Promoting Research Literacy for Improved Patient Outcomes

Psychometric properties of the Chinese mainland version of the Palliative Care Spiritual Care Competency Scale (PCSCCS-M) in nursing: a cross-sectional study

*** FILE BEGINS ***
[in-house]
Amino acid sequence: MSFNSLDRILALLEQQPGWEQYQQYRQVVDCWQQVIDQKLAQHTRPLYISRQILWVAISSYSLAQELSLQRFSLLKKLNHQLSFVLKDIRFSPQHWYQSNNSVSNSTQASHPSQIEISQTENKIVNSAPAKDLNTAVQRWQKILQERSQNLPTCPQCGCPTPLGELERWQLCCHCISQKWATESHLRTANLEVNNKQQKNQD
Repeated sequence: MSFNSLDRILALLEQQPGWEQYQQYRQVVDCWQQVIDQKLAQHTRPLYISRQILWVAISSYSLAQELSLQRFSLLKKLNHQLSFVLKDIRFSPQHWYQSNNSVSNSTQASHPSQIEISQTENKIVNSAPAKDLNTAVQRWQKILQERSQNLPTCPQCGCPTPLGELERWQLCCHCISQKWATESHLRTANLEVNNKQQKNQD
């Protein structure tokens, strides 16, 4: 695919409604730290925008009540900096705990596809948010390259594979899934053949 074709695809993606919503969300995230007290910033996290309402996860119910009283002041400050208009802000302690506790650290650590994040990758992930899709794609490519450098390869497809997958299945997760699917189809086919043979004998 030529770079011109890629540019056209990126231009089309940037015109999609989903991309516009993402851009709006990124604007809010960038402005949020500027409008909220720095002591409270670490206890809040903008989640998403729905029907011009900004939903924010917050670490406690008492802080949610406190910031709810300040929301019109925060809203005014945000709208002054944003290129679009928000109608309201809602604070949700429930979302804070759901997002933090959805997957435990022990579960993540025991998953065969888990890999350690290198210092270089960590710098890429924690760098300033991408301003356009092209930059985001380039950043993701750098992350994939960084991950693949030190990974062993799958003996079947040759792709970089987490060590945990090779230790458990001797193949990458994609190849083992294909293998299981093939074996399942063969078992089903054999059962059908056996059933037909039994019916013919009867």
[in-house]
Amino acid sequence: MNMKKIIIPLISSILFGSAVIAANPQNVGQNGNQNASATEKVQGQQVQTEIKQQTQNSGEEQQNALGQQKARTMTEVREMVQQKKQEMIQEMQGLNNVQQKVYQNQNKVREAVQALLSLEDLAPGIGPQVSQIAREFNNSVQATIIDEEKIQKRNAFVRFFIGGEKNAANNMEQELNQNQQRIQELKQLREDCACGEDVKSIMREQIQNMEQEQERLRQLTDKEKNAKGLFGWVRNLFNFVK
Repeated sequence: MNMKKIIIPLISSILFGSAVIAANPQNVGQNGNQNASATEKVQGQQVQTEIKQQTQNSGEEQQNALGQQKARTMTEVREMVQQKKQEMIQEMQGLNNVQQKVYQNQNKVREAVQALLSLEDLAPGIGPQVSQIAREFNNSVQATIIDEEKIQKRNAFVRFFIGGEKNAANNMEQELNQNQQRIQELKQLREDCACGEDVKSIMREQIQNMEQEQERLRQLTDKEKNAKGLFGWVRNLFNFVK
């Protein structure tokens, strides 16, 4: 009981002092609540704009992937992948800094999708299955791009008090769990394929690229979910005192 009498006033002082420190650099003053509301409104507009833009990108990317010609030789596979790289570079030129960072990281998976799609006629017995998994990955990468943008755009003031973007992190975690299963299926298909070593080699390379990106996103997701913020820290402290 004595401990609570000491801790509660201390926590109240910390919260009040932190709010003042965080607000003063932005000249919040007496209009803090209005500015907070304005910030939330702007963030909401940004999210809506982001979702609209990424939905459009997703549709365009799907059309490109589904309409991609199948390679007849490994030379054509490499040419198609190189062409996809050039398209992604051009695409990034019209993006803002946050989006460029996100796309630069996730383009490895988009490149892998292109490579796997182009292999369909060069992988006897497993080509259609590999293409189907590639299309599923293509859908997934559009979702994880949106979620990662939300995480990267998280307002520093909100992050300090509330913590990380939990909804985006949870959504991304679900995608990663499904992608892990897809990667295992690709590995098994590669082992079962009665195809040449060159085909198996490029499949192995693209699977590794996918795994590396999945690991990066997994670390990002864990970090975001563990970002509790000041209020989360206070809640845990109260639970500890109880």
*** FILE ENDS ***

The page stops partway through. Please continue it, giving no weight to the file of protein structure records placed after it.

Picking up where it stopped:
BACKGROUND: Spiritual care competencies are among the primary professional skills that enable best practices in nursing. Assessing these competencies and identifying those that are insufficient are important tasks. The traditional Chinese version of the Palliative Care Spiritual Care Competency Scale (PCSCCS) used in Taiwan is a well-validated tool to measure palliative caregivers’ competencies in providing spiritual care. However, whether this scale is valid and reliable for use with nurses in other health-care contexts is unknown. The purpose of this study is to determine this version’s validity and reliability for use with nurses in mainland China. METHODS: The PCSCCS was first converted into a simplified Chinese version (PCSCCS-M) from the traditional Chinese version used in Taiwan such that mainland nurses could read and understand it easily. Then, the validity and reliability of the PCSCCS-M was evaluated with 400 Chinese nurses recruited using convenience sampling from three university-affiliated comprehensive hospitals, two cancer hospitals, one psychiatric hospital, two traditional Chinese medicine hospitals, one marital and child service care center, and one community health service center. Concurrent validity was assessed using Pearson’s correlation coefficients of the PCSCCS-M and the Chinese version of the Spiritual Care-Giving Scale (C-SCGS). Exploratory factor analysis (EFA) was performed to determine the construct validity. Confirmatory factor analysis (CFA) was conducted using another sample of 351 nurses to verify the quality of the factor structures of the PCSCCS-M. An internal consistency test based on Cronbach’s alpha coefficient and a stability test based on the Guttman split-half coefficient were also conducted. RESULTS: Useful data were obtained from 356 participants (response rate: 89%). EFA confirmed a three-dimensional structure of the scale after one item was deleted, and the three factors explained 63.839% of the total variance. Cronbach’s alpha coefficients of the three subscales were 0.811, 0.889 and 0.896, and the Guttman split-half coefficient for the PCSCCS-M was 0.862. Modified CFA indicated a well-fitting model. The correlation between the PCSCCS-M and C-SCGS was 0.340 (p < 0.01). CONCLUSIONS: The PCSCCS-M is a brief, easy-to-understand, and psychometrically sound measurement tool to evaluate spiritual care competencies in nurses from mainland China.